When I first read Isak Dinesen’s Out of Africa, I was horrified at learning she wanted to shoot her African horses and dogs before she returned to Denmark. I remember thinking to myself, “What a cold and heartless woman.” However, I did not understand Ms. Dinesen’s motive; I did not understand it at all. I believe I’ve come to understand her motive now: She didn’t want to leave her beloved animals behind to suffer neglect, cruelty, starvation, or mistreatment. She would rather have shot them then worry of their suffering.
Ounaai became very dear to me very quickly and it was painful to let her go, but I knew I had to find her a home before I left Africa. Yes, I could have brought her home with me to the USA, but such a choice is simply not practical.
Ounaai has gone to live with a friend who owns a farm about an hour from where I live. His yard is fenced (so she’ll be safe) and the house is home for my friend and his mother, and they have a dog and two cats. Ounaai knows and loves this friend—he feeds her grilled meat!—so she’s not gone off to strangers.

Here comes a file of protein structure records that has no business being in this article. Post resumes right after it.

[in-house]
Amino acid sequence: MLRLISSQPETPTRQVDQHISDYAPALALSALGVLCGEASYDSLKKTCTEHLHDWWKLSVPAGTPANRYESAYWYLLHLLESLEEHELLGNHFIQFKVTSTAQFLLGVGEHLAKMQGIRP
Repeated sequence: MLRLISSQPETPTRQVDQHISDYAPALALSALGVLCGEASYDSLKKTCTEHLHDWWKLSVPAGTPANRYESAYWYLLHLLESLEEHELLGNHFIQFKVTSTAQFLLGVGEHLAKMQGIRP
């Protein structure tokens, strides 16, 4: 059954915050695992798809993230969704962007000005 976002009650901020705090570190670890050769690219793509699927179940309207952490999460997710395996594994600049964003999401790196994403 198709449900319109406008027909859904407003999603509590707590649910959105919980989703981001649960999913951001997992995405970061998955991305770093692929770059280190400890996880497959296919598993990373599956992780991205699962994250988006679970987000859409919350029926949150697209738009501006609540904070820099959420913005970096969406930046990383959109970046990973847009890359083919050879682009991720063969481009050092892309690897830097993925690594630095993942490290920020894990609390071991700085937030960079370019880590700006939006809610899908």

The day before she would be leaving, I spent as much time with her as I could and took care to play with her lots and love her up well before she left. She, of course, did not know she would be leaving, so was completely unaware of the cause of my extra attentions. I don’t think she noticed my breaking heart either. I realized I had no photos of her and I together, so I tried to take one. Ounaai is very, very afraid of the camera and hates it very much, so I only took one shot instead of tormenting her on our last day together. Sorry, the photo is terrible of me—nothing but nostrils—but somewhat good of her.
The next morning, her new owner drove up and she was very happy to see him. I walked her to the car, picked her up, gave her a few extra smooches, and placed her in the car, and she was off! She was a very good dog for me, and I hated to see her go, but I knew it best.